Oscar Profile #417: Winona Ryder

Born October 29, 1971 as Winona Laura Horowitz in Winona, Minnesota, the actress chose her professional last name of Ryder while listening to an album by Mitch Ryder. Her mother is an author, video producer and editor, and her father an author, editor, publisher and antiquarian bookseller. He also worked as an archivist for psychedelic guru Timothy Leary who was Ryder’s godfather.

When she was seven years old, Ryder’s family including two older half-siblings and a younger brother moved to a commune outside Elk in Mendocino County, California. They lived with seven other families on a remote property without electricity or television. She developed an interest in acting after watching a few movies her mother showed her in the family barn. When she was ten, the family moved to Petaluma, outside of San Francisco. At ten, she enrolled in the American Conservatory Theater in San Francisco. She made her film debut at 14 in 1986’s Lucas. While still in high school, she won acclaim for her performances in 1987’s Square Dance opposite Rob Lowe and 1988’s Beetlejuice opposite Michael Keaton and Heathers opposite Christian Slater.

After graduating Petaluma High School with a 4.0 grade average in 1989, she starred in three films in 1990, Welcome Home, Roxy Carmichael opposite Jeff Daniels, Edward Scissorhands opposite Johnny Depp, to whom she was linked romantically, and Mermaids as Cher’s eldest daughter. She won the National Board of Review award and a Golden Globe nomination as Best Supporting Actress in the latter.

Following the success of 1992’s Bram Stoker’s Dracula opposite Gary Oldman, she co-starred with Michelle Pfeiffer and Daniel Day-Lewis in 1993’s The Age of Innocence for which she received her first Oscar nomination. Her performance as Jo in 1994’s Little Women earned her an Oscar nomination for Best Actress. 1995’s all-star How to Make an American Quilt earned her a SAG nomination as part of the ensemble. She earned kudos for 1996’s The Crucible again opposite Day-Lewis but was found wanting by the critics in 1997’s Alien: Resurrection in support of Sigourney Weaver.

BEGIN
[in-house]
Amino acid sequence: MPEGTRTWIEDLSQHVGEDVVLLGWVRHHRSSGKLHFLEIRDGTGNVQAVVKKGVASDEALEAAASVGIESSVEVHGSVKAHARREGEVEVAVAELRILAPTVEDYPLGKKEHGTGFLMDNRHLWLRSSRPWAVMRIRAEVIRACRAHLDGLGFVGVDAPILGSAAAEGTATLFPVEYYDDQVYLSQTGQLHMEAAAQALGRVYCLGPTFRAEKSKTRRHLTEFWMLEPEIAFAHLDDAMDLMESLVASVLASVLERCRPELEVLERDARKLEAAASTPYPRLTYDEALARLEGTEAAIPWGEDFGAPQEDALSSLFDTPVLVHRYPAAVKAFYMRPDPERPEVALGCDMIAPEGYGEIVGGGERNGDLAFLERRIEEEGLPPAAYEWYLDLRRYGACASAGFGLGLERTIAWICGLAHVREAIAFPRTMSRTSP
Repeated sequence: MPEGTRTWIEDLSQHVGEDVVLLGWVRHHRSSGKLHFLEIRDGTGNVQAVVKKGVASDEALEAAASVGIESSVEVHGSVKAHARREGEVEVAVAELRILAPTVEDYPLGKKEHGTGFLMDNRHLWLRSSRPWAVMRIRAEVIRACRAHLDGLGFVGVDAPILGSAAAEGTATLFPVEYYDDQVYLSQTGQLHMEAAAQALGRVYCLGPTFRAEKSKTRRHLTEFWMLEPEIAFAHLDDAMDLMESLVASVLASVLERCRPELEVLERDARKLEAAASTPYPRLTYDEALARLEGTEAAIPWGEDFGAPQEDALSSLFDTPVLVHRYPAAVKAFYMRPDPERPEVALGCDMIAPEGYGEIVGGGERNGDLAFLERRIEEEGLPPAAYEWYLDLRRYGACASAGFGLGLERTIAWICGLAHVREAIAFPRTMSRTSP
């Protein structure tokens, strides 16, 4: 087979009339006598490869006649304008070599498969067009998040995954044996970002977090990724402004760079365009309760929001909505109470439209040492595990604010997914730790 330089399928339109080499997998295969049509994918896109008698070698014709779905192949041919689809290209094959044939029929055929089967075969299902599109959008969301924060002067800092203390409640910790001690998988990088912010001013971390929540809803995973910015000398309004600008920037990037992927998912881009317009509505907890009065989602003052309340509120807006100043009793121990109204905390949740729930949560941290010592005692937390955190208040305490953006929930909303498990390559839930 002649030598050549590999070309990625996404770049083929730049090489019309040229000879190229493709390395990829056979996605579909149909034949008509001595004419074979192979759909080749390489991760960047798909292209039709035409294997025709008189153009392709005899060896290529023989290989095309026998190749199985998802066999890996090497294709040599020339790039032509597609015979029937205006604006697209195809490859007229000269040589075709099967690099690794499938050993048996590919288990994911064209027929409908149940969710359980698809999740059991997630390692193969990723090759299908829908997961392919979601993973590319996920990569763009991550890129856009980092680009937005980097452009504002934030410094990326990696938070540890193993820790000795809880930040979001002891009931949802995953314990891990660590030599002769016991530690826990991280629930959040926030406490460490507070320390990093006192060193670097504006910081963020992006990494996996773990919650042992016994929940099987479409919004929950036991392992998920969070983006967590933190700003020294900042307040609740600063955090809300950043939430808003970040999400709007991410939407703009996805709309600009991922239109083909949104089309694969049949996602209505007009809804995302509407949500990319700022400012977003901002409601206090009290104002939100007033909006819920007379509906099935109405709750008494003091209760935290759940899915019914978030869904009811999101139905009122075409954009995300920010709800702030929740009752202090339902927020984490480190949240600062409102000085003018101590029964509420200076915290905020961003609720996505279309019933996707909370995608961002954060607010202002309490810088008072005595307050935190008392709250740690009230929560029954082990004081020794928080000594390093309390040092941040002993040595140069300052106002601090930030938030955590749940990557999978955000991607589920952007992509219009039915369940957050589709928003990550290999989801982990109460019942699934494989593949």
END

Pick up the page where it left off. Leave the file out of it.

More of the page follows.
After several more supporting turns, Ryder hoped to regain her star power with 1999’s Girl, Interrupted but instead the film was stolen by supporting actress Angelina Jolie who won an Oscar for her performance. In 2001, while suffering from depression and the overuse of prescription drugs, she was arrested for shoplifting in Beverly Hills. She was tried and convicted and sentenced to community service with the conviction later changed from a felony to a misdemeanor after her doctor lost his medical license.

Ryder continued to work but didn’t achieve anything close to her former status until her portrayal of Spock’s mother in the 2009 relaunch of Star Trek. The following year she received her second SAG ensemble nod for Black Swan in which she played an aging ballerina. That same year she earned a SAG nomination for Best Actress in a Miniseries or Television Film for Love Is Not Enough: The Lois Wilson Story in which she played the founder of Al-Anon. She subsequently won a SAG award for Best Actress in a Drama Series for Stranger Things, a role she continues to play.

At 47, Winona Ryder remains one of our most intriguing actresses.


HEATHERS (1988), directed by Michael Lehmann